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09.29.05 Issue #186  
Tackling Overhead Takes More than the Usual "Routine"

Sally McKenzie, CEO
The McKenzie Company

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It will weigh you down, wear you out, and pull you under. Many practices feel burdened by overhead, and managing it goes well beyond bargain hunting or purchasing supplies in bulk.

Dental teams often become preoccupied with reducing expenses, and understandably so since costs have an obvious and direct impact on overhead. However, curbing overhead lies not just in reducing the money going out, but in increasing the dollars coming in as well – specifically through production. I’m not suggesting that you work harder or cram more patients into your day. However, I am suggesting that you look carefully at how you are handling the day-to-day “routine.”

How many “routine” prophies, how many routine procedures, how many routine checkups are scheduled for today? One, two, three, probably many more? Dental teams become complacent and trap themselves in the routine mindset. They are going through the motions. The patient comes in, gets their routine cleaning, leaves, and you check another routine appointment off the list. The dental appointment becomes as ordinary and mundane as the routine oil change.

Dental teams often take it for granted that patients are aware of the dental opportunities available or will raise questions if they have them. They simply assume that if patients were interested in certain procedures they would ask, consequently teams take the “if they don’t ask, we don’t tell approach.” Yet patients are just as likely to make certain assumptions about the doctor and the practice. For example, if the team doesn’t educate the patient on services offered, such as whitening, veneers, or implants the patient simply assumes that either they’re not offered at this practice, or the doctor doesn’t believe the patient is a good candidate for the procedure, or, worse yet, the doctor thinks the patient can’t afford it.

Take the following steps and get out of the money losing “routine”.

  • Ask the patient how they feel about their smile. If you don’t regularly ask patients about their oral health goals, you are denying them treatment opportunities.
  • Ask several broad questions and listen to the responses. For example, “How do you feel about your smile?” “How well can you chew with your partial?” “How would you like it if your teeth were straight?” “Have you ever thought you would like to have a brighter smile?” “How do you feel about the spaces between your teeth?” And so on …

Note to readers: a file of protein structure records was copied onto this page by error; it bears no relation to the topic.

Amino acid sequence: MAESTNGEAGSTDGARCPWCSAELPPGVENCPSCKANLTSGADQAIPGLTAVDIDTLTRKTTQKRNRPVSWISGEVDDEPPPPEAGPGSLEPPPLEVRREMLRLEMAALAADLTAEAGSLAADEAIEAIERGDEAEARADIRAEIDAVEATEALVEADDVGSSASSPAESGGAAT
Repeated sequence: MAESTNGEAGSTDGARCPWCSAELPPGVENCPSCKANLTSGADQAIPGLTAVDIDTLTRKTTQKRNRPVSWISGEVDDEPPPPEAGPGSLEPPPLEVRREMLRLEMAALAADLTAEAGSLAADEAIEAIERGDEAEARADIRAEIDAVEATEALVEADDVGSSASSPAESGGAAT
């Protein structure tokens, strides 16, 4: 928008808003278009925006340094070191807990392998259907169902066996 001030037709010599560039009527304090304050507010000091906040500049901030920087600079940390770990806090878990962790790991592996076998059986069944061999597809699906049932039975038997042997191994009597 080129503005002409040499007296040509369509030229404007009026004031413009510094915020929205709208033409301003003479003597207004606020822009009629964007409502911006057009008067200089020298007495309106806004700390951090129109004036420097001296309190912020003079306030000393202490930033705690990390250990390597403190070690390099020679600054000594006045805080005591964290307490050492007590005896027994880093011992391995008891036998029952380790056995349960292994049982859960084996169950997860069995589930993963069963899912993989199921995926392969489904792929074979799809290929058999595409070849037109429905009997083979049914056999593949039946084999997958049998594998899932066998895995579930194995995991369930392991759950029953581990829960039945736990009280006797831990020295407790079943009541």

• Use the questions to better understand the value your patient places on oral healthcare and how they perceive their individual oral health condition.
  • Encourage the patient to talk.
  • Use the “Trident Rate Your Smile” brochure. If you are not comfortable asking patients specifically how they feel about their smile, instruct your front desk team to hand patients the Trident Rate Your Smile brochure when they check in. This is an excellent and tremendously simple tool to get the patient thinking about their oral health and the appearance of their smile before you ever utter a word.
  • Educate the patient about treatments that are offered in the practice. Provide patients with professionally written and designed materials that educate them about services and procedures. Many of these are readily available through the American Dental Association.

How are your patients supposed to know what you can do if you don’t tell them? How are you supposed to know what treatments your patients are interested in if you don’t ask? Stop assuming and start educating. Take more time to create a new routine for your patients, and you’ll likely spend less time sweating your overhead numbers.

If you have any question or comments, please email Sally McKenzie at

Interested in having Sally speak to your dental society or study club? Click Here.

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A Strength Overused Becomes a Weakness

Dr. Nancy Haller
Executive Coach
McKenzie Management

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This leadership ‘formula’ can be applied to any trait.

For example, being precise and exacting leads to success, especially in a profession such as dentistry. But when it is ‘overused’, this personality style becomes mired in unnecessary details and misses the ‘big picture’. A case of seeing the trees but not the forest.